By EBS Staff
Vehicle wrecks into grocery store near Big Sky Resort
BIG SKY – Just after 2 p.m. on Dec. 4 a man who allegedly suffered a seizure lost control of the Hyundai Sonata he was driving and crashed into the C&P Grocery store next door to the Black Bear Bar & Grill.
Two C&P employees were in the grocery store at the time of the accident. One sought medial attention for back injuries and the other said she was shaken up by the ordeal but otherwise uninjured.
Two onlookers pulled the driver from the vehicle according to a witness.
“I don’t think the car made contact with anybody [in the building],” said Montana State Highway Patrol Trooper Zachary Gold who investigated the accident. “Everybody was up and walking around. Obviously, it did a lot of damage to the building.”
The car was near the intersection of Sitting Bull and Moose Ridge roads when it veered off the road and into the grocery store.
The owner of the vehicle, said it appeared the driver had suffered a seizure. She said he lost consciousness before the accident and didn’t come to until he was in the back of an ambulance bound for Bozeman Health Deaconess Hospital.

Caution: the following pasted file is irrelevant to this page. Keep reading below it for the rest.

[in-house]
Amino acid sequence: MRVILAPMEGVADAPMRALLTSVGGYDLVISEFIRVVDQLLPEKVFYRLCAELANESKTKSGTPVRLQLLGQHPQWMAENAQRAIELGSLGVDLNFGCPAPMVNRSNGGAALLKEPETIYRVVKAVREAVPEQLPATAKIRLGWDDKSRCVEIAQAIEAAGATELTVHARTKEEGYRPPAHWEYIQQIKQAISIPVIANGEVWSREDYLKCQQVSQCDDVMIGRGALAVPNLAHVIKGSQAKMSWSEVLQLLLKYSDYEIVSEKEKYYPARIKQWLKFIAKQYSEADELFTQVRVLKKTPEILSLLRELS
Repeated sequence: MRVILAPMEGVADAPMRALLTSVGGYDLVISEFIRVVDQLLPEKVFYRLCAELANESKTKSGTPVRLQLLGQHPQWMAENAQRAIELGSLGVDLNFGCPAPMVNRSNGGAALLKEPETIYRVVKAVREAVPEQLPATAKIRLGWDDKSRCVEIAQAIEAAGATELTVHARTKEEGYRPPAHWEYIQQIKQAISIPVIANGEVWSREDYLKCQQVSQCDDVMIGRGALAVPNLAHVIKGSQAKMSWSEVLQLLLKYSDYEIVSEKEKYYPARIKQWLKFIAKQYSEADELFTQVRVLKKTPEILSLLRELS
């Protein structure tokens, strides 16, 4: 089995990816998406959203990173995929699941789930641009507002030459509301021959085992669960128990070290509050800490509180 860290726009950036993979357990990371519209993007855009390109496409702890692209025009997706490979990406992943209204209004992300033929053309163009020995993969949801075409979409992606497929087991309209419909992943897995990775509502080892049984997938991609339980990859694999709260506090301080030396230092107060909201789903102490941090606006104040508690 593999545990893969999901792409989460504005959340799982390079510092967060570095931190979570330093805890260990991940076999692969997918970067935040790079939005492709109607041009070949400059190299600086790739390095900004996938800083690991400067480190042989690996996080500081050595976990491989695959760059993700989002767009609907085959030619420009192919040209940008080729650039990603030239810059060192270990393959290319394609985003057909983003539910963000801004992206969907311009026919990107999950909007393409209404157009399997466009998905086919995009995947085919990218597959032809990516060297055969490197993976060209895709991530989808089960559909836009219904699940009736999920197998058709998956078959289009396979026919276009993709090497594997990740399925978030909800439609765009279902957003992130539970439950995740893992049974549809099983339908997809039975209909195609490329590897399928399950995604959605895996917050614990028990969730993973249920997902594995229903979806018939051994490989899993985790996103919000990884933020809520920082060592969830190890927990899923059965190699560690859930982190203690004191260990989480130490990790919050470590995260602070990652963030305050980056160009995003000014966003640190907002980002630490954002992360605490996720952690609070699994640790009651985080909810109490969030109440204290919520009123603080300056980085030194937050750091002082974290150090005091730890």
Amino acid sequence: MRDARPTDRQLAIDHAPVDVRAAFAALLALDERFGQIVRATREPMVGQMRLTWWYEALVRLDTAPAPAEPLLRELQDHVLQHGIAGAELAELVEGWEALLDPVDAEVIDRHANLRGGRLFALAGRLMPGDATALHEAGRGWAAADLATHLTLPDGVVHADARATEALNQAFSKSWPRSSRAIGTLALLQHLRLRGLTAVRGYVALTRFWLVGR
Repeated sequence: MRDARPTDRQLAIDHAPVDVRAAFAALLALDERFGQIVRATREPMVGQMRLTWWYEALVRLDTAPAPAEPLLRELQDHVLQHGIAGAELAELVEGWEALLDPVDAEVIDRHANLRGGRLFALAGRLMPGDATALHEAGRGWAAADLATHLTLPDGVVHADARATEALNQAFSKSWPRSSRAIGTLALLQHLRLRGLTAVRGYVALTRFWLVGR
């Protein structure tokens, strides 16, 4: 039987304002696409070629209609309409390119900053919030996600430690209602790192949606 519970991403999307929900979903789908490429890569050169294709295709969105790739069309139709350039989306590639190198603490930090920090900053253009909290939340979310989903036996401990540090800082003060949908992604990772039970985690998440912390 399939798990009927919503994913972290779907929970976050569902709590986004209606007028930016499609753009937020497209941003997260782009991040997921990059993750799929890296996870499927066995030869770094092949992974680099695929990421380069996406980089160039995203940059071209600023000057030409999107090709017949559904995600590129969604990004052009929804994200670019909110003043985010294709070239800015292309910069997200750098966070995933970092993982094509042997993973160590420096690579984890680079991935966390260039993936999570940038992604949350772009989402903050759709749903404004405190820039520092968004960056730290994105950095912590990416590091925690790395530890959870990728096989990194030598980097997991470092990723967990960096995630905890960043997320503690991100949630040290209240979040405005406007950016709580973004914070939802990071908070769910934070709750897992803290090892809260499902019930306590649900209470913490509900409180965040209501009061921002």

The vehicle was removed from the building by a tow truck later that afternoon.
NorthWestern underestimates tax hike after $900M dam buy
BY MATT VOLZ, ASSOCIATED PRESS
HELENA (AP) – NorthWestern Energy officials say they won’t appeal a big increase in the company’s Montana property taxes after last year’s $900 million purchase of 11 hydroelectric dams.
Instead, the company’s customers will pay for most of the nearly $23 million tax hike.
Public Service Commission members questioned NorthWestern and Department of Revenue officials about the taxes on Dec. 7. They expressed frustration about the amount and the utility’s ability to simply pass most of it on to its customers.
The increase is primarily a result of NorthWestern’s $900 million purchase of 11 hydroelectric dams last year from PPL Montana. The dams boosted NorthWestern’s assets and drove up its stock price, which factor into how the utility’s taxes are calculated, Revenue Director Mike Kadas said.
“NorthWestern paid considerably more than what we had valued that property at under PPL ownership,” Kadas said.
NorthWestern underestimated the final tax increase by about $5 million. Attorney John Alke says the utility decided against an appeal because the Montana Tax Appeal Board does not favor corporate taxpayers.
Alke says the hikes will amount to about a 4.5 percent increase in the typical electricity customer’s bill and a 4.9 percent average increase for natural gas customers.
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